17 February 2017 News

Researchers suggest a new natural law can explain the rotation of galaxies

A barred spiral galaxy. Image: Wikipedia
A barred spiral galaxy. Image: Wikipedia

Researchers have found a radial acceleration relation amongst galaxies, prompting the suggestion that a new natural law can explain the rotation of galaxies.

The relation in question is a correlation between the observed acceleration of a galaxy with the gravitational acceleration measured from its visible mass. Put more simply if an astronomer measures the distribution of normal matter, they know the rotation curve, and vice versa. A rotation curve of a galaxy is the variation in the orbital circular velocity of stars or gas clouds at different distances from the centre. How these velocities vary with radius is an indication of the distribution of mass in the galaxy.

Why does this matter? Well, as far back as the 1930s it was noticed that stars in the Solar neighbourhood moved faster than expected. However it was not until the late 1960s and early 1970s, having noticed that the same problem occurred in nearby galaxies, that the phenomenon was given a name – the galaxy rotation problem. The problem was that the motions of stars in the outskirts of the galaxy were seen as orbiting just as fast as those nearer the centre – a notion that appears to violate Newton's laws, which predicts that these outer stars should be flung away from their galaxies. To overcome this problem, researchers started to look for unseen matter to hold the galaxies together – a term that has now become infamous as ‘dark matter.’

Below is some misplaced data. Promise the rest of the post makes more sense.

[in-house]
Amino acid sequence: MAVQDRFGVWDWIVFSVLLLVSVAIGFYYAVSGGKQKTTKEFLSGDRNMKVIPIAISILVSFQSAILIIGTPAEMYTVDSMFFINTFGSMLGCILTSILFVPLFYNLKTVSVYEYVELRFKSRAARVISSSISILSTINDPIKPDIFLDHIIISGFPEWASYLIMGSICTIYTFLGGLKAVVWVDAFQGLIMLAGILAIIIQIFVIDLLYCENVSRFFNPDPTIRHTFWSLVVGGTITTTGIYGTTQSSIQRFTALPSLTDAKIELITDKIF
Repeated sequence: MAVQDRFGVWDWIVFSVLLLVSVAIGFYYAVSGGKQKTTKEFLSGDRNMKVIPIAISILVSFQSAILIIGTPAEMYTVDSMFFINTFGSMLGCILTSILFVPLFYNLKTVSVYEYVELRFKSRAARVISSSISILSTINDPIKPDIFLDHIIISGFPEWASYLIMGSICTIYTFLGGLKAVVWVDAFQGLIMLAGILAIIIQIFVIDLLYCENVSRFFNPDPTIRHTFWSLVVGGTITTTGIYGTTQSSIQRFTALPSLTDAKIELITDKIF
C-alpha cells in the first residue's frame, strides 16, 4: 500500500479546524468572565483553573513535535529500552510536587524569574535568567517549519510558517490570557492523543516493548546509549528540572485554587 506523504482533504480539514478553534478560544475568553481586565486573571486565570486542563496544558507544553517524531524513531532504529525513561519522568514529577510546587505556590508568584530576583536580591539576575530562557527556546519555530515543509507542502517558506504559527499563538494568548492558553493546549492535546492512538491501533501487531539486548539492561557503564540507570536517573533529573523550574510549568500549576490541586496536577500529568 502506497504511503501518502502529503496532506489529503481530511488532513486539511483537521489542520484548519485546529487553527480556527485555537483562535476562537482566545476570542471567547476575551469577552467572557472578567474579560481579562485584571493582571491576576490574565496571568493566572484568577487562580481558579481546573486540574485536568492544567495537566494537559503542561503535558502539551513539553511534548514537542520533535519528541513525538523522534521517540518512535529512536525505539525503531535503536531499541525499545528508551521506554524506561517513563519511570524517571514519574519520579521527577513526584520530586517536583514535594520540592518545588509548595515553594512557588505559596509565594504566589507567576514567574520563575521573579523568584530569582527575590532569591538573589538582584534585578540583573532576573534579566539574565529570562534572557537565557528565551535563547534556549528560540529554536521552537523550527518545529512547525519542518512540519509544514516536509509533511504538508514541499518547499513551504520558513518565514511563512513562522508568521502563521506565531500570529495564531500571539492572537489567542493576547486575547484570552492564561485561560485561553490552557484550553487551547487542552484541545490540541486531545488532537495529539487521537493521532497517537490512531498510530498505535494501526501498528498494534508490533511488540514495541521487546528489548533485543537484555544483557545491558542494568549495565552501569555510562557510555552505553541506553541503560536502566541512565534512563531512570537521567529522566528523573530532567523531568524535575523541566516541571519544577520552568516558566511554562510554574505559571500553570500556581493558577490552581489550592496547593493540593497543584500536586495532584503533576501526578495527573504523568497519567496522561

In trying to find a solution to this problem, and building on last year's discovery that the tight correlation in the observed acceleration and gravitational acceleration existed in spiral and irregular galaxies, a team led by Case Western Reserve University, have extended their original data of 153 spiral and irregular galaxies, to include 25 ellipticals and lenticulars, and 62 dwarf spheroidals, to measure the correlation with greater precision.

"This demonstrates that we truly have a universal law for galactic systems," said Federico Lelli, formerly an astronomy postdoctoral fellow at Case Western Reserve University and currently a fellow at the European Southern Observatory, and who led this investigation.

This relation can be thought of in a similar way to Kepler’s Laws for planetary systems, which does not care whether the planet is rocky like Earth or gaseous like Jupiter; whatever its size or chemical make-up, the laws will apply regardless.

Nonetheless, although the extra data provides further support that the relation is tantamount to a new natural law, “it is still unclear what this relation means and what is its fundamental origin," added Lelli and it still challenges the current understanding of galaxy formation and evolution.

So does this new data help confirm the existence of dark matter or does it dismiss it? ”Within the standard dark-matter paradigm, this law implies that the visible matter and the dark matter must be tightly coupled in galaxies at a local level and independently on global properties. They must know about each other," Lelli said. "Within alternative models like modified gravity, this law represents a key empirical constraint and may guide theoretical physicists to build some appropriate mathematical extension of Einstein's General Relativity."

Modified gravity or MOND as it is known as, is the hypothesis of Modified Newtonian Dynamics proposed by Israeli physicist Moti Milgrom. However, others have said that the new law could relate to something in the nature of dark matter like the superfluid dark matter idea proposed by Justin Khoury.

Although the growing proof of the relation, or natural law, requires new thinking about dark matter and gravity said the team at Case Western, with plans to extend the data sets to distant galaxies just a few billion years after the big bang, those involved are hoping to learn whether the same relation holds for the lifetime of the Universe.

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